What I spent on power last year was $715, and the gas equivalent would have been $1,363. And this is, if anything, an underestimation because in some places I actually charge for free. It’s amazing the number of parks and things where I can just plug into a regular 110v outlet and charge.
One of the things I do is go to EV shows, where I show my car. I also organize them and work with a local clean energy committee called the EV Outreach Committee, where we organize our own EV shows. At the last one, there was a woman who had a Model 3 Tesla, just like me, and I talked to her about getting her car. She ordered it and received it in 10 days, showing the supply chain is now much better. It just kind of shows the power of if you want to buy an electric vehicle, this is the time to do it.
Tesla has significantly lowered their prices. They lowered the price on this car when she bought it, and she gets a $7,500 rebate. So, she has a brand new 2023 Tesla for $32,500.
Same goes for solar panels and energy efficiency and increasing insulation on your home and putting in better doors and windows – I mean, the list goes on and on. The incentives are out there and people save money by being energy efficient. I think that’s what they worry about is well, how long is it going to take me to get my original investment back? Well, because of IRA and BIL, it doesn’t take as long as it used to.
Is there anything about your personal clean energy journey that you wish you’d known earlier or would’ve done differently?
I used to live in California, and I only moved to Florida to retire. In California we had solar panels that way more than paid for themselves; we had them for 25 years or so. Then when we moved here, my husband and I put solar panels on that home. About a couple of years ago I got divorced and moved. I wanted to put solar panels on this home, and so I did.
I don’t have a battery to store energy for another time like some people do, so I wanted the number of solar panels that equals the electricity I’m using to cover just enough for my energy utilization. As it stands right now with my panels, I actually make more electricity that I use. This is because I installed my panels before I really made my home energy efficient – before I tinted the windows, made sure I had all LED lights, insulated the garage, all of these steps. Now I am over-paneled since I use less electricity with these upgrades. That excess electricity goes back to the grid, and because of net metering, they do reimburse me for that, but the optimal thing would be the amount of energy you’re making equals the amount you’re using. I could have saved money on the initial panel investment, but still, I have no regrets.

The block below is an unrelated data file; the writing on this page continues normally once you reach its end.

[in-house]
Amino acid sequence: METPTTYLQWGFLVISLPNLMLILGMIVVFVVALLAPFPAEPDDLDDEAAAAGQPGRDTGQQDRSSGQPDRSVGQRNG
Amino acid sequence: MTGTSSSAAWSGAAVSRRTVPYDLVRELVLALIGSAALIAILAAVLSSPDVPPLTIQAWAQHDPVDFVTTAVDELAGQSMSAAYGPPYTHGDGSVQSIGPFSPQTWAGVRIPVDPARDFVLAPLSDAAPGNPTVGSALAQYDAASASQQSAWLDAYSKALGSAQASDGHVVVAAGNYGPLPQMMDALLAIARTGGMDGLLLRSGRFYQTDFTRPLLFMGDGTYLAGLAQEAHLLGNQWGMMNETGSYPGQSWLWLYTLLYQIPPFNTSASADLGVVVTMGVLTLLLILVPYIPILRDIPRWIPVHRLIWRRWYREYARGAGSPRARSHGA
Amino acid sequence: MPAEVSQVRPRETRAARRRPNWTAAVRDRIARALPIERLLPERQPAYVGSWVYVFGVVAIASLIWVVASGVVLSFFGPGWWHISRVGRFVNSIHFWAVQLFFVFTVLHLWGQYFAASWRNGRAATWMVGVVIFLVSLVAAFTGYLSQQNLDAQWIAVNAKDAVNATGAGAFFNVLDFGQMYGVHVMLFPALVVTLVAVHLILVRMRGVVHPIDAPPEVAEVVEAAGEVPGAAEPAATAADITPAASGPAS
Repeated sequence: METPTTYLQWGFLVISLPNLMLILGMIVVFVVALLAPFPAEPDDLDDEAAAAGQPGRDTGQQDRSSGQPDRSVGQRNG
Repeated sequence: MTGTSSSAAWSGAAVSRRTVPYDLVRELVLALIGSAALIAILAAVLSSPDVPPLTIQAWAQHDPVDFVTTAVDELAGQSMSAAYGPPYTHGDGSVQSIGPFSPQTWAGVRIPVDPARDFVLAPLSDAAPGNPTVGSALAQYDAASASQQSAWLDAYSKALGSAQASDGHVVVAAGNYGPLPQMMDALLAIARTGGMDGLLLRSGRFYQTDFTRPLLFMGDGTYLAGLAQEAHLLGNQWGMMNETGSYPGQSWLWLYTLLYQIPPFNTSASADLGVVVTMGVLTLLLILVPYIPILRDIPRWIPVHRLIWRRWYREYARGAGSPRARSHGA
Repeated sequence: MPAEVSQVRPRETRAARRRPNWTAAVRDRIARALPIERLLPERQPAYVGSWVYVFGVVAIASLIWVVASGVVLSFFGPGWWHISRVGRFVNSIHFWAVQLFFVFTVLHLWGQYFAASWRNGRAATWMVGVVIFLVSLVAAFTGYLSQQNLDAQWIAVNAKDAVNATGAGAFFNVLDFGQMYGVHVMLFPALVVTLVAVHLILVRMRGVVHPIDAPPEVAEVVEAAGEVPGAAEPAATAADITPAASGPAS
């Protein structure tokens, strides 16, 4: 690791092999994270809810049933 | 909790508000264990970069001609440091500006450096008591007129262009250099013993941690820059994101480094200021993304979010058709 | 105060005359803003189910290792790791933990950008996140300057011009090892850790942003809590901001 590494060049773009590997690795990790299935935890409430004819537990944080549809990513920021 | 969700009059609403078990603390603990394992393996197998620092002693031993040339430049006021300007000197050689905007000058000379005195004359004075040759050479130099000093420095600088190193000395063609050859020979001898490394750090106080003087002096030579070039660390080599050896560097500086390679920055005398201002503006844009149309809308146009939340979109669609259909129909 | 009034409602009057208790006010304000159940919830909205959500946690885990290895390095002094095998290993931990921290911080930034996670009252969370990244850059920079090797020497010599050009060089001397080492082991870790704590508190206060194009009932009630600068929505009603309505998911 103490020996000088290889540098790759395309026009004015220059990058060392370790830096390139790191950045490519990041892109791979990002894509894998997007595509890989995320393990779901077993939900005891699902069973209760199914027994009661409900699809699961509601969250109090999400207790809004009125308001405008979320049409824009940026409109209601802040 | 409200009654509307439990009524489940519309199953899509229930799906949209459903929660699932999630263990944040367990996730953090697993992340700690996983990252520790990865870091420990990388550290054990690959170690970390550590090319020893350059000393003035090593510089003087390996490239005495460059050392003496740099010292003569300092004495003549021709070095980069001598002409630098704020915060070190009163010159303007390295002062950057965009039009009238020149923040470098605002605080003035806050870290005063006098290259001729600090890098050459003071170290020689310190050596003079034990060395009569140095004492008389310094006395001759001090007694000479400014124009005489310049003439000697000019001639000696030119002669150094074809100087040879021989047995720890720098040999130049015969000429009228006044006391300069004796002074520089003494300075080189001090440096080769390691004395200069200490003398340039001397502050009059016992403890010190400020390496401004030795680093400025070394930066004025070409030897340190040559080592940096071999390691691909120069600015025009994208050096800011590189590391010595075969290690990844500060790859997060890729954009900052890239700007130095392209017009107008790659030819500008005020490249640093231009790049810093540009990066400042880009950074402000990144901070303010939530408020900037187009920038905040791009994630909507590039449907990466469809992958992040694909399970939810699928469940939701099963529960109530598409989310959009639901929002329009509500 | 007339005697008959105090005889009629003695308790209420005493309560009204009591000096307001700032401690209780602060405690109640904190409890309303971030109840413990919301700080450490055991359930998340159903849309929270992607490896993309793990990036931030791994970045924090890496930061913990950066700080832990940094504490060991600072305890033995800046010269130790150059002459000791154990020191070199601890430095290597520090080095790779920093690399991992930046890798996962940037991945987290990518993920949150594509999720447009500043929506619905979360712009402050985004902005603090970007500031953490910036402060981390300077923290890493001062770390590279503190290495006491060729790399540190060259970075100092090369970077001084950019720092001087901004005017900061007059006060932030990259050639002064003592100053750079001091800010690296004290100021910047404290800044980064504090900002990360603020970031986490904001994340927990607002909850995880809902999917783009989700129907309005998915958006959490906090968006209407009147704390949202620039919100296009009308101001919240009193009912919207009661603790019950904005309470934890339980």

What ideal world do you envision for your granddaughter?
There’s so much false information about climate change, such divisiveness. What I would like to see is a world coming together to recognize this issue and to all be growing in the same direction trying to fix it. It would be like sending a man to the moon, we’d be able to put all our resources into actually solving this issue. We are doing better than ever right now, technology is rapidly improving, but we all have to be swimming in the right direction. That’s what I’d like to see for my granddaughter, is more generalized awareness and a group desire to fix the problem.
Sometimes I wonder, can individuals really turn this around? I understand that for a while when people talked about climate change, because they were talking about it as being so disastrous, it turned people off. But, I think that now, it’s much easier to point to certain things and say “you can be helpful here, this can be changed.” It’s just going to take all of us working together.
Join the Clean Energy Generation
Like Kathie, each of us has an important role to play as members of the Clean Energy Generation in our collective effort to create a healthy, environmentally sustainable world. Regardless of our age, income, zip code, and abilities, we can each take action, no matter how small. We’re already making progress here in the Southeast – and we have the tools to continue making a difference, starting today.